Marquette Wire

Year in Singapore helped Hebard develop off the court

The freshman spent a year playing in tournaments across Southeast Asia

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(Photo courtesy of Maggie Bean/Marquette Athletics)

(Photo courtesy of Maggie Bean/Marquette Athletics)

Photo by Maggie Bean

Photo by Maggie Bean

(Photo courtesy of Maggie Bean/Marquette Athletics)

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Freshman Courtney Hebard is one of only three American-born players on Marquette’s women’s tennis team. Still, she brings a unique international experience after playing tennis for a year in Singapore.

Hebard is used to moving. Because of her father’s work in finance, she has lived in Chicago, Seattle and Tampa. After a year and a half in Tampa, her dad came home with news Hebard didn’t want to hear: she would once again be on the move, but this time out of the country. Her family was moving to Singapore.

“I was crying and really upset,” Hebard said. “We had just moved and I didn’t want to leave.”

In the summer following eighth grade, she reluctantly packed her bags to make the 10,363-mile move to the Southeast Asian country.

Right away, Hebard felt out of place. Her blonde hair was unique to the Singaporeans and drew so much attention that people would stop and ask to take pictures with her. In Singapore, they didn’t sell chewing gum, there were no good hamburgers and instead of taking a car, Hebard had to rely on taxis and public transportation to get around.

“It was a hard adjustment when I got there,” Hebard said. “I was still upset. Everything was new to me.”

But just like every other move Hebard had experienced, she quickly found friends at her new, American school and kept busy with tennis. Hebard was only granted eight absences from school per semester, but when she was able to find the time, she would play in tournaments all over Southeast Asia.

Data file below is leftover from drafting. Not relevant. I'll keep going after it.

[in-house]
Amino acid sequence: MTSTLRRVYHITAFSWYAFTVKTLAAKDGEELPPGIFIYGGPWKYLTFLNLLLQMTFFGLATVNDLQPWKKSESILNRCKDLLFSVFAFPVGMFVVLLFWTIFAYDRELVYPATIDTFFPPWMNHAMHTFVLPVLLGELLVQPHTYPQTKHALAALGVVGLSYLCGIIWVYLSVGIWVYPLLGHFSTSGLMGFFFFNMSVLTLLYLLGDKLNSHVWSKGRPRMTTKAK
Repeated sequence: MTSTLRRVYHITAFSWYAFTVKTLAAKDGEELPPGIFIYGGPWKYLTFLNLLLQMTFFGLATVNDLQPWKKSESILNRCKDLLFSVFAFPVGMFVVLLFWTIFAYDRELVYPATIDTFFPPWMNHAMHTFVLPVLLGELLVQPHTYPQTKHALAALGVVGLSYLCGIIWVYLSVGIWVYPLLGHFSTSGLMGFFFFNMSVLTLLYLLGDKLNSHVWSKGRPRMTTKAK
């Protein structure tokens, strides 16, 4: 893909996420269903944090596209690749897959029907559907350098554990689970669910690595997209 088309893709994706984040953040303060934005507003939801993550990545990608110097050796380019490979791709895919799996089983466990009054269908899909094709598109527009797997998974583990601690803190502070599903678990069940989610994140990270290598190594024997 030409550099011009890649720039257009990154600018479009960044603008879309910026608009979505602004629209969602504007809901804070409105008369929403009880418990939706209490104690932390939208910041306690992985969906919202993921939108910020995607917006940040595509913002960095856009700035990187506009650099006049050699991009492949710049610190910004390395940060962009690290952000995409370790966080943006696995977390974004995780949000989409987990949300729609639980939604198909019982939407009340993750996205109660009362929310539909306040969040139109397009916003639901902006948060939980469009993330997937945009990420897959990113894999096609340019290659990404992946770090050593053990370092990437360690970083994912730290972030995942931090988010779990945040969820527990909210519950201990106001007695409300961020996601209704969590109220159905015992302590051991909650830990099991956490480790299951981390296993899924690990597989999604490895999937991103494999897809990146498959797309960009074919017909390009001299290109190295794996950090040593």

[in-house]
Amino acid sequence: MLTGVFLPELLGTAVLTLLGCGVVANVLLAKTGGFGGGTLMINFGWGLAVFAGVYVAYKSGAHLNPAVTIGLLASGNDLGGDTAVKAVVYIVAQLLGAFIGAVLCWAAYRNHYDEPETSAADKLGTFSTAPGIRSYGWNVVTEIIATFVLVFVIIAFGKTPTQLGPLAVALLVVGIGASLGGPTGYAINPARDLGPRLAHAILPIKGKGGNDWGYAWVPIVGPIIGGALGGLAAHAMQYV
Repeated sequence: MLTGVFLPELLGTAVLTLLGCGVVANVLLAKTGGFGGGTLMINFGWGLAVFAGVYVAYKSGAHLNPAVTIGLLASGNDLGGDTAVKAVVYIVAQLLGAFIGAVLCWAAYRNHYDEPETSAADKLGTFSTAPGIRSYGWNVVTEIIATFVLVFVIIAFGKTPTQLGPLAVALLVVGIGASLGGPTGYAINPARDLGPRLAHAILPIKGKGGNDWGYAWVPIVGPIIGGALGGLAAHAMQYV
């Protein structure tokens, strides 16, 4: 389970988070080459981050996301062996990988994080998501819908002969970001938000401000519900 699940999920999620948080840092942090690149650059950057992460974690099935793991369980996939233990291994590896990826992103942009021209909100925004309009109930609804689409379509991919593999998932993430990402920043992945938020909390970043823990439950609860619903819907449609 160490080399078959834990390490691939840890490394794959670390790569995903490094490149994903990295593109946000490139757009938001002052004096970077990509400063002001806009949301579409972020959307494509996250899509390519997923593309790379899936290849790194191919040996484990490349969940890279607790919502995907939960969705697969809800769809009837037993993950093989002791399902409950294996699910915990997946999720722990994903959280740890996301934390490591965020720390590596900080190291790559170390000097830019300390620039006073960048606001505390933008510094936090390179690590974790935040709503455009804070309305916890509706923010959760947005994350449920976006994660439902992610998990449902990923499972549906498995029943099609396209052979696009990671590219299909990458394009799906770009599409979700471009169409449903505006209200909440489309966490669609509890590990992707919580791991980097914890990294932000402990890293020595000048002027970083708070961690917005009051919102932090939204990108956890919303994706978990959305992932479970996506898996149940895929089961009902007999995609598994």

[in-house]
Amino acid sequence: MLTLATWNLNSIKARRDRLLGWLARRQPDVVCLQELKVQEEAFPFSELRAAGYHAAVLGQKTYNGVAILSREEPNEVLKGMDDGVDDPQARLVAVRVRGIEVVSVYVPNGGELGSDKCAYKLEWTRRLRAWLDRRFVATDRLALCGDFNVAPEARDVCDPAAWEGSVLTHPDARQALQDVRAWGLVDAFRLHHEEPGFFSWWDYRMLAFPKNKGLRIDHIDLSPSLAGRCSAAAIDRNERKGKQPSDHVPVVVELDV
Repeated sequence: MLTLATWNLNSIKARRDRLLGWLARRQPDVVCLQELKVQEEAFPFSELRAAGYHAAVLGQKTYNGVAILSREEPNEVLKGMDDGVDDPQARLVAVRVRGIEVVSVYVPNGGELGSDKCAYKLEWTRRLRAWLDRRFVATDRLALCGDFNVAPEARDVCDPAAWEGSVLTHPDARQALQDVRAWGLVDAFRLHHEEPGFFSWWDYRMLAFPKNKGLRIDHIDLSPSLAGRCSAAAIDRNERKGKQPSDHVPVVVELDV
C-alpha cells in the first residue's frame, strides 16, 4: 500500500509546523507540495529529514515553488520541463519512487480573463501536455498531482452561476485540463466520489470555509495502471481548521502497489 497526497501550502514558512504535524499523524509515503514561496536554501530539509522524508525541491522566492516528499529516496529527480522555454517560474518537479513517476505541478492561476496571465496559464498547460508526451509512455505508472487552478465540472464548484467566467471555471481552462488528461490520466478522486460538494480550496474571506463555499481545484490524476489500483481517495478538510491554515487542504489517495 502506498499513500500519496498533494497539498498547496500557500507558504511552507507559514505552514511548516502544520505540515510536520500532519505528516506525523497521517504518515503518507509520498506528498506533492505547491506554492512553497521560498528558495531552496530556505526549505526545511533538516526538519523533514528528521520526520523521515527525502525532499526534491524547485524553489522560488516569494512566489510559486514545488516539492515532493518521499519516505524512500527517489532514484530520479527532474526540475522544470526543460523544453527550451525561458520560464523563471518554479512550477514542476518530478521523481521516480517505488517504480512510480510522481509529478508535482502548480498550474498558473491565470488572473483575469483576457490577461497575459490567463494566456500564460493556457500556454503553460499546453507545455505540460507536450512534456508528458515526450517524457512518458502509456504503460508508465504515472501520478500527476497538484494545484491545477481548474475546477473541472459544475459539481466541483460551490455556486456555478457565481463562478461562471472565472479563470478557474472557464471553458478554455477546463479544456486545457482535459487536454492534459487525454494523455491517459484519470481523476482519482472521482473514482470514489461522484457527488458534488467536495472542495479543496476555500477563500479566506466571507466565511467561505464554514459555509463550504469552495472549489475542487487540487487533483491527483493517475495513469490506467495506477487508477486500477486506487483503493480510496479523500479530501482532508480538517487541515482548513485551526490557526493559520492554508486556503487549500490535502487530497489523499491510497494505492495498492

“I have been to a lot of places and not a lot of people can say that when you are in high school,” Hebard said.

Unfortunately for Hebard, she found that the level of competition in Singapore was not up to par with the level of competition in the United States. In addition, she noticed that her vocal volume is rare in Singapore.

After one year abroad, she decided she wanted to come back to America. While the rest of her family remained in Singapore, Hebard enrolled in a tennis boarding school academy in Florida and returned to the U.S.. In retrospect, Hebard regrets this decision.

“I wish now I had stayed another year in Singapore, but at the time I was stupid and didn’t really think about it,” Hebard said. “I got to experience so many different cultures, which was so cool. Traveling really opens your eyes to different things and you get to appreciate everything you have in the United States.”

Coming back to focus on tennis did have its benefits for Hebard. She was able to boost her ranking, play with better competition, and she thinks that her coaches in Florida helped make her into the player she is today, which ultimately made it possible for her to come to Marquette.

After attending three high schools in two different countries, Hebard is enjoying something she isn’t used to: knowing where she will be for the next four years.

“Being in the same place is so weird because I haven’t done that in so long, because I am so used to moving,” Hebard said with a laugh. “It is nice to have a solid base where I will be for the next four years.”

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